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Crossfire Motherboard Help

Last response: in Graphics & Displays
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November 20, 2008 6:22:50 PM

Hello All,

I'm looking to build a new computer this holiday season for myself and have a question about crossfire and what motherboard would be the best. I'm thinking about crossfiring two ati 4850 radeon graphic cards. I have read all the reviews and I'm thinking this might be the best bang for the buck. I'm using a 24'' widescreen monitor so I'll be gaming at 1920 x 1200. There are two motherboards I'm looking at.

ASUS P5Q Pro

and

ASUS P5E

The P5Q Pro Says 2 x PCI Express 2.0 x16 slots, support ATI CrossFireX technology at x8 link. Is this going to hurt my frame rate? If not I'll go with the cheaper board. Also is crossfire really worth it, or should I stick with a more expensive single card? Finally if crossfire is really worth it I have heard that a quad core processor runs the best for a crossfire setup over a dual core processor is this true? So many questions I know but I'm a tad bit confused with all these options and maybe asking questions will ease my mind.

Just so you know I'm currently running a Pentium 4 3.0 with a ati X800Pro Video Card. My system will be 5 years old in March, so whatever I choose it will be lasting myself for a long time!

More about : crossfire motherboard

a c 182 U Graphics card
a b V Motherboard
November 20, 2008 6:42:27 PM

The problem, as I see it is not your current, but future needs. To work, Crossfire needs special 'profiles' to be added to the card drivers, one for each, and every, game supported. There in is the problem, in two years time, at most AMD will stop adding these profiles to the drivers for your cards so in a few years you`ll not get that support.
Right now, the crossfire option IS the best bang for buck, but if you intend to keep the system for a few years, a single more expensive single card would be the best way to go even though it`s currently more costly.
And no, I do n`t think the 4850 will be badly impaired with a X8 board.
a c 182 U Graphics card
a b V Motherboard
November 20, 2008 6:45:09 PM

PS, yes, go quad core.
Related resources
November 20, 2008 7:41:00 PM

What is your budget? xfire or SLI can bring to the table what a single GPU can't, that is pretty undisputed. The drawback is what coozie is getting at, the performance depends on the driver support a lot more than with a single GPU.

The best xfire or SLI setup to get is x58 mobo with the i7 but it is going to cost you a pretty penny. Next down the list is x48 in order to get the x16 mode with a quad core. Quads are better for xfire or SLI than dual cores. Read this Guru3D article to get a sense of how each setup handles xfire.

http://www.guru3d.com/article/core-i7-multigpu-sli-cros...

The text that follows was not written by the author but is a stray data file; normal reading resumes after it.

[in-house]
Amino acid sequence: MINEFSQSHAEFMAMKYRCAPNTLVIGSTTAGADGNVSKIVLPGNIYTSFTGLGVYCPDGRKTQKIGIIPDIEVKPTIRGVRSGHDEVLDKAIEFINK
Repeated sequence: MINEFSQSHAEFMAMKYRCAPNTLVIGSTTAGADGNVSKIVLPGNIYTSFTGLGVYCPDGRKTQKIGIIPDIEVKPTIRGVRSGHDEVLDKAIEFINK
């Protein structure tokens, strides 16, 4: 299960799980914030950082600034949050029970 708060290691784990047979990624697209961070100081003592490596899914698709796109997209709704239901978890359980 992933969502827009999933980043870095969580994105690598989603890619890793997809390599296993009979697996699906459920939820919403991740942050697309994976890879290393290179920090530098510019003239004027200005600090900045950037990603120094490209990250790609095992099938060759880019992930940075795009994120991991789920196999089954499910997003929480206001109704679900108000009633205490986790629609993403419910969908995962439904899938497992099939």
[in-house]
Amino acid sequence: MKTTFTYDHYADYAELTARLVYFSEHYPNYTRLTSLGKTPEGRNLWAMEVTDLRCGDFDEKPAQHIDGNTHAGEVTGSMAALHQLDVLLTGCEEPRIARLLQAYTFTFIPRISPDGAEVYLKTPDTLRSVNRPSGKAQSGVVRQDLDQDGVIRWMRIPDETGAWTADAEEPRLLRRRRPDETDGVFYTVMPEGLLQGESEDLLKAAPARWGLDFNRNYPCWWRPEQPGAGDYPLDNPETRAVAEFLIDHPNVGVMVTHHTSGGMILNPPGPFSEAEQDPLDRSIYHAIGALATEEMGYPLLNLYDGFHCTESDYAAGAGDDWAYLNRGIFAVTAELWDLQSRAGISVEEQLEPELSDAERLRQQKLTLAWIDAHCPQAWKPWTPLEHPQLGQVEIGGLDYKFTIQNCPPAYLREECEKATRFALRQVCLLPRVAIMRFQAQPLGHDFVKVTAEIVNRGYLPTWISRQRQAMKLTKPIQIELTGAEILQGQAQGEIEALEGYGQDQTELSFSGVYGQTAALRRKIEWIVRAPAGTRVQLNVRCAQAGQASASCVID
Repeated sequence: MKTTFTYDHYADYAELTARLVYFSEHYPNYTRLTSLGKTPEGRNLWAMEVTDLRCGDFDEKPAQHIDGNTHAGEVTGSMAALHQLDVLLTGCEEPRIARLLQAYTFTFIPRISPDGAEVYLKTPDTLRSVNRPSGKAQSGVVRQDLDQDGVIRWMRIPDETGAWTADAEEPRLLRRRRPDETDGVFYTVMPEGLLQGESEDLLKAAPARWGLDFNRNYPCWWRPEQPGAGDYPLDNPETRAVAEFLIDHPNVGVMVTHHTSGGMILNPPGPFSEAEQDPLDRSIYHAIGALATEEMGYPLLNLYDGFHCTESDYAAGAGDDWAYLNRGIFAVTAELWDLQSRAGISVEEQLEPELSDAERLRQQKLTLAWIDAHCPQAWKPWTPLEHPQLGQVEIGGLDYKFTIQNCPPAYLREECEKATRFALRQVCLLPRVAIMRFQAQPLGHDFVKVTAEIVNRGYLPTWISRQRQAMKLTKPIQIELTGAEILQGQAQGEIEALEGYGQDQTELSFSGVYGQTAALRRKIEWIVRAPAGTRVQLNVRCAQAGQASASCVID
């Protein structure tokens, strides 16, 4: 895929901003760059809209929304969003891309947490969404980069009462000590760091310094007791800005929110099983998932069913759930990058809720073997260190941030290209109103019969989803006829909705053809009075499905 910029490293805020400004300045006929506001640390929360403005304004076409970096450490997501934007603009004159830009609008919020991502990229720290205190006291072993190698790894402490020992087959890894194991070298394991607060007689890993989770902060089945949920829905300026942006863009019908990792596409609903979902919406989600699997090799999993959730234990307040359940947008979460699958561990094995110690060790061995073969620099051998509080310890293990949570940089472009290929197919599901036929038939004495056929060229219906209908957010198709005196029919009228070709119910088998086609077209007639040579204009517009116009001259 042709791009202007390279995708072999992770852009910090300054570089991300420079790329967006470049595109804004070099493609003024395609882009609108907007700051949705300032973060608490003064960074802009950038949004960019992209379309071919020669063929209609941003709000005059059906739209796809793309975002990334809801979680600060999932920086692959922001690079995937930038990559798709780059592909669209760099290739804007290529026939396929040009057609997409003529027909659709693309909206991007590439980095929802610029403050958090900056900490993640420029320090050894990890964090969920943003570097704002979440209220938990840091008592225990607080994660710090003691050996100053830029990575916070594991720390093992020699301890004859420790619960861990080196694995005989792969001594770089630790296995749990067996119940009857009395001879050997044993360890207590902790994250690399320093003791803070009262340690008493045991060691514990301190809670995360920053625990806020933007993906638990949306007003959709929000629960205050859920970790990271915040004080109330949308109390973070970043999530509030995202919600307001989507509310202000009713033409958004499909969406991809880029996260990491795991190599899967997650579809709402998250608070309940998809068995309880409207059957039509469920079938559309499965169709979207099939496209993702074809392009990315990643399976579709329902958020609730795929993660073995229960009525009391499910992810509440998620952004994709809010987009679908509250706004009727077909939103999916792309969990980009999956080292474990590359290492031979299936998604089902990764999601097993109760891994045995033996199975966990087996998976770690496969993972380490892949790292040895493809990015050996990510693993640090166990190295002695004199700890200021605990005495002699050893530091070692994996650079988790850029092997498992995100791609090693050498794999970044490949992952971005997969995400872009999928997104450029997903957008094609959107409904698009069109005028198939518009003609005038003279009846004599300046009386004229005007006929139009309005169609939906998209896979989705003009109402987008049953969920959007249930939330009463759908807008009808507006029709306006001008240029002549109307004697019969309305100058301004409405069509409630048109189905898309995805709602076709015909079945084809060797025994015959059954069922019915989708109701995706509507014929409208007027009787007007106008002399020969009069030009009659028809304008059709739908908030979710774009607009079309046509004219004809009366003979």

Read through this before proceeding as well. I would suggest X48 mobo with a quad (Q6600 is a good price saver if you OC the pants off it).

http://www.tweaktown.com/articles/1472/7/intel_p45_vs_x...
November 20, 2008 8:12:33 PM

My budget is around 800 for the most. I already have a computer case and power supply.

I could also wait a couple months to get my second graphic card if it's not in my budget right now. The thing is I want this computer to last at least 4 years before any major upgrades again. If ati stops supporting crossfire for my card after a couple years I can see this as being a big problem now. I have looked at the i7 setup, the only thing I don't like is having to spend 200+ for 6gigs of memory. It might be where I'm headed, but if a crossfire or sli setup will only last a couple years I might have to go for a dual core and a single graphics card to save some money.
a b U Graphics card
a b V Motherboard
November 20, 2008 8:28:44 PM

You simply cannot build for the future. Get the best you can afford right now. People can speculate on what is coming up, but are you willing to be throwing a ton money to have the latest greatest thing? If you are on a budget, no way. There will ALWAYS be something better/cheaper/faster right around the corner.
With a Q6600 (only get this processor if you plan to overclock it) and a pair of 4850's is great gaming solution, and it will last you at least a couple of years.
Don't worry about the 8x speed too much, it won't have that much of an impact on the 4850's. If you are not going to overclock, and must stay with an inexpensive processor, buy an e8400 or e8500 dual core. They will be better for gaming than un-overclocked quad at 2.4ghz.
November 20, 2008 8:50:50 PM

Thanks for the info everyone.

I will be overclocking a bit, I'll use the stock fan for now and maybe goto a different air cooler down the road if I want to get alittle more out of my processor, so I won't be doing any extreme overclocking. I'm not building for the future I'd just like my 300 dollar purchase on a video card last me as long as possible. To all those who have a wife know where I'm coming from because constant purchases of video cards will lead to..... well quite simply hell :p 
!